If other experienced speakers could give their informed opinion on the subject... :oldconfused:

This is an important question for the sequel.

I'm not sure that the systematic presence of fog in Alice is a necessary condition to prevent Bob from reading Alice's information :olduhh:
That's my problem :headbang:

All I've read in the literature is that Bob will never see interference, OK.

But we are not talking about Alice, who is free to do what she wants...right ?
She must be able to observe the wave behavior of her own photons, right?

Cordially,
Marilyn
 
  • #4
What are you hoping to achieve by doing the experiment? Test QM predictions?

To be honest, I've seen a lot of posts about these - and similar - experimental setups on this forum as of late. Not too sure what the craze is, though.
 
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  • #5
Hello @StevieTNZ ,

StevieTNZ said:
What are you hoping to achieve by doing the experiment? Test QM predictions?

To be honest, I've seen a lot of posts about these - and similar - experimental setups on this forum as of late. Not too sure what the craze is, though.

I have to be honest too.
I get the feeling you think I don't trust QM predictions.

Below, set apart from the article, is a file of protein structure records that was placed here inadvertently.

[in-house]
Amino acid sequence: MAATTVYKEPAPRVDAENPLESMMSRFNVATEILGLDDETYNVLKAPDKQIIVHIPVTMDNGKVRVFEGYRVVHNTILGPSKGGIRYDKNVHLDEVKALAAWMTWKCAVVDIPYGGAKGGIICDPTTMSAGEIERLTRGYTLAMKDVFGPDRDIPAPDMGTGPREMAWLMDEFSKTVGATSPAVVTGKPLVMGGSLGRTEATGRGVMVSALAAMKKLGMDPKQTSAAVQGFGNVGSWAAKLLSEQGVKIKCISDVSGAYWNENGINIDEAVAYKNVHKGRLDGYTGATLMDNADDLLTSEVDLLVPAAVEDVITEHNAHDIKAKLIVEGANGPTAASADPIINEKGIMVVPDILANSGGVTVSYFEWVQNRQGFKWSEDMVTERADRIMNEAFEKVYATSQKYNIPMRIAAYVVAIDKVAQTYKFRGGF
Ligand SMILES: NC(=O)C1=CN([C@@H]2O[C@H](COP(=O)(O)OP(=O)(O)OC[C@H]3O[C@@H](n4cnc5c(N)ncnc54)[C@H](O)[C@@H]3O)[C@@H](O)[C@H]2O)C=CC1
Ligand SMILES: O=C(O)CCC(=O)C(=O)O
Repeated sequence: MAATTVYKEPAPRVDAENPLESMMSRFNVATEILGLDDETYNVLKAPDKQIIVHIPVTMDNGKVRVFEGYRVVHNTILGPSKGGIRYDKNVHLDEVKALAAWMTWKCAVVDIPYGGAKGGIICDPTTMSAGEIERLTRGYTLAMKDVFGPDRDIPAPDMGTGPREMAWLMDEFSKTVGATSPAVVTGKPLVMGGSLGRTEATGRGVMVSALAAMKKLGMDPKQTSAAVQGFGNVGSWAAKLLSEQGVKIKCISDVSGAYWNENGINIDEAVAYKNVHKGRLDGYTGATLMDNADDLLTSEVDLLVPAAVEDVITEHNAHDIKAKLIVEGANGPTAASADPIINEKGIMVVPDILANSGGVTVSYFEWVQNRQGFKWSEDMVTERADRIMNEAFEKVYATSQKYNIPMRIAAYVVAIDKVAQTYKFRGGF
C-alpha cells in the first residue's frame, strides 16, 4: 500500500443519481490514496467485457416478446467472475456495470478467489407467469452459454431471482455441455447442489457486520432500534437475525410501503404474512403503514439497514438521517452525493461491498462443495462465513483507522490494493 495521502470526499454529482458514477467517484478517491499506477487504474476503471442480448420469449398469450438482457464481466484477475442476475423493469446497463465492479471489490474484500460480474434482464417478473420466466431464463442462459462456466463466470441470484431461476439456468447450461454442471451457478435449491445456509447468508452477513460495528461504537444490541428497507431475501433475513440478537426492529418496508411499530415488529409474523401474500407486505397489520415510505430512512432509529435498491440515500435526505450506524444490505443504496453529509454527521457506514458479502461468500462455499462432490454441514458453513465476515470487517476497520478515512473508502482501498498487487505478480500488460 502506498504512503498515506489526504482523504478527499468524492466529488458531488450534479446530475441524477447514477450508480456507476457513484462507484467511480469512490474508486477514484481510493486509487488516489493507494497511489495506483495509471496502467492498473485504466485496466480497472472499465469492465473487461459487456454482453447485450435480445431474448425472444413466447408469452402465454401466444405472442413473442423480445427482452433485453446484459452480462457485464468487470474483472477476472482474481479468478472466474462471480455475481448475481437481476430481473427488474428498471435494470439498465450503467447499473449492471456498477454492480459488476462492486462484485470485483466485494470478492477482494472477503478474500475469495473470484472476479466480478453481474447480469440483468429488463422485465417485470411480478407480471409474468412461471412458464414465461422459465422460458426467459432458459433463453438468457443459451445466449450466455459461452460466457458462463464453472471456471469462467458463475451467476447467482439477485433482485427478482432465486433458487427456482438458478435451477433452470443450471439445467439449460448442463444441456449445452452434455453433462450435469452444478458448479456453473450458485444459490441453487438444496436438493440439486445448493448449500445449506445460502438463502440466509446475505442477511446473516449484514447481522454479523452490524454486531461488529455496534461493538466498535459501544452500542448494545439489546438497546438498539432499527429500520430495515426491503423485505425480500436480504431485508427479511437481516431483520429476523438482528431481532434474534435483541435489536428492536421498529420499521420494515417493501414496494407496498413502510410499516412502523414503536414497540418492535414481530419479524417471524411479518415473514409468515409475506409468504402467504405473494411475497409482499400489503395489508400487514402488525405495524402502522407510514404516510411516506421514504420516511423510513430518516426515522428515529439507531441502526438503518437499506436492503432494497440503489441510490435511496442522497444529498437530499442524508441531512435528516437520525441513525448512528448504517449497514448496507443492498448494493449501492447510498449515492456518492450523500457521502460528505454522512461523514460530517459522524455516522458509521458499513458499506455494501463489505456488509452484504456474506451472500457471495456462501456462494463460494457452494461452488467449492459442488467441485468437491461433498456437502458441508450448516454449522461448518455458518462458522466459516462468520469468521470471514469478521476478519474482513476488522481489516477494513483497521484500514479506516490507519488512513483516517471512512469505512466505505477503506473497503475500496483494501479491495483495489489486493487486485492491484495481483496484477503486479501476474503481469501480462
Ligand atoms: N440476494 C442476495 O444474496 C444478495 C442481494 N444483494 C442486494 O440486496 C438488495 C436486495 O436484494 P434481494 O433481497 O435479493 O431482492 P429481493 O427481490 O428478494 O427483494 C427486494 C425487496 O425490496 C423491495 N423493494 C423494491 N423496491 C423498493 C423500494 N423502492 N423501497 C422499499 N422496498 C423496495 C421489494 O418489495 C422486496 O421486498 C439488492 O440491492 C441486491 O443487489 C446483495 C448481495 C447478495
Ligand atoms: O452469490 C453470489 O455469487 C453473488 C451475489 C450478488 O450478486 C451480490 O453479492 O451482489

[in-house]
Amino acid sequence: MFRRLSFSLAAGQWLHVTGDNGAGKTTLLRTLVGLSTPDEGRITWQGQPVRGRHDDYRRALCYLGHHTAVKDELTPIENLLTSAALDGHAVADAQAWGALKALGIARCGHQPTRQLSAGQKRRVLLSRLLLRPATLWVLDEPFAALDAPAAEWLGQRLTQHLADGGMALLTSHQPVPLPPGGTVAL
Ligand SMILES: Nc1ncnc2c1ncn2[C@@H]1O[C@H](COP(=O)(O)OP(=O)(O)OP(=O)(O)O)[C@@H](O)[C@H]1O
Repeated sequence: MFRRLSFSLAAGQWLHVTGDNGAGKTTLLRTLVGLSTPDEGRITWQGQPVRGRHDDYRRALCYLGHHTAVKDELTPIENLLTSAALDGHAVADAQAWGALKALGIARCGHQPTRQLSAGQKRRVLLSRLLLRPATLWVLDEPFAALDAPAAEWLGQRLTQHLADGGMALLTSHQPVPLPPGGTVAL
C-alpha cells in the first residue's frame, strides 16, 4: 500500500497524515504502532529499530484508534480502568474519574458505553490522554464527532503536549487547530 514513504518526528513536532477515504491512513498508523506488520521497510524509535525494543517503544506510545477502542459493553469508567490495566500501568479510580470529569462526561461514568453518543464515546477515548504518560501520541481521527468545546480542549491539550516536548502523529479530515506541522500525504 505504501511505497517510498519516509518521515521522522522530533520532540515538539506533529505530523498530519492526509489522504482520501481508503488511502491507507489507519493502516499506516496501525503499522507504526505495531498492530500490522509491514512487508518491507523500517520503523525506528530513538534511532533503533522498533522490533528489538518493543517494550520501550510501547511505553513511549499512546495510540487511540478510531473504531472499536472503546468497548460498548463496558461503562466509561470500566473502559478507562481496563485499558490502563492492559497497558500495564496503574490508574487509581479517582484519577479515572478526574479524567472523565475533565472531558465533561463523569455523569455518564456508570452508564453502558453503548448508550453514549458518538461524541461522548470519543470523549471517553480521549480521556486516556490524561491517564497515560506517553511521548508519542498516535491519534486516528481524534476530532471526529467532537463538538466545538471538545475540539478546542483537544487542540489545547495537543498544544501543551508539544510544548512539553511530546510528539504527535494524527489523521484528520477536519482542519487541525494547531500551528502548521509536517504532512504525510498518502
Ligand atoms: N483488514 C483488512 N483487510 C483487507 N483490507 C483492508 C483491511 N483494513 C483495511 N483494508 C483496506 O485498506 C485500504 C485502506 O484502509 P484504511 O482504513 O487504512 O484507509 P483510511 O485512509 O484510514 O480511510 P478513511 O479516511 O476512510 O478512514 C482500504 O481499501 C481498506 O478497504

It's the exact opposite !

I would have a hard time, with my modest level, to question them !

I have the greatest admiration for all the physicists who have contributed for nearly a century to developing this fundamental pillar of physics and thanks to whom I have very modest knowledge in this field today.

I am trying to deepen them, because I do not have the knowledge of many very cultured speakers on this forum.

I dedicate a lot of my person to deepening this knowledge, both theoretically and practically.
(we learn a lot in practice).

I'm just interested in QM predictions because I don't know all of them and that's exactly why I asked this question.

Is it a bad thing ?
I thought she was more interesting than knitting.

I am French and if I come on www.Physicsforums.com it's because in France, the level on the forums is extremely low, I am sorry to have to admit it to you.

I also come to exchange knowledge :
The little that I could learn and share with you, and all those that you bring me and for which I am grateful to you.

Excuse me, but I'm really disappointed by your answer which discredits my remarks, and which is not fair.

I too have seen a lot of discussion threads devoted to pure speculation and I have no interest in them.
I saw one again very recently.
I will not quote the link...:bow:
These discussions don't interest me..:sleep:

Getting back on topic, I'm sure the QM predictions are very clear as far as my question is concerned.

I just don't have the answer and apparently you don't either.

@andrewkirk gave me a hint and had the honesty to admit that he'd also like confirmation of what he thinks.
Nobody has the infused science, and certainly not me.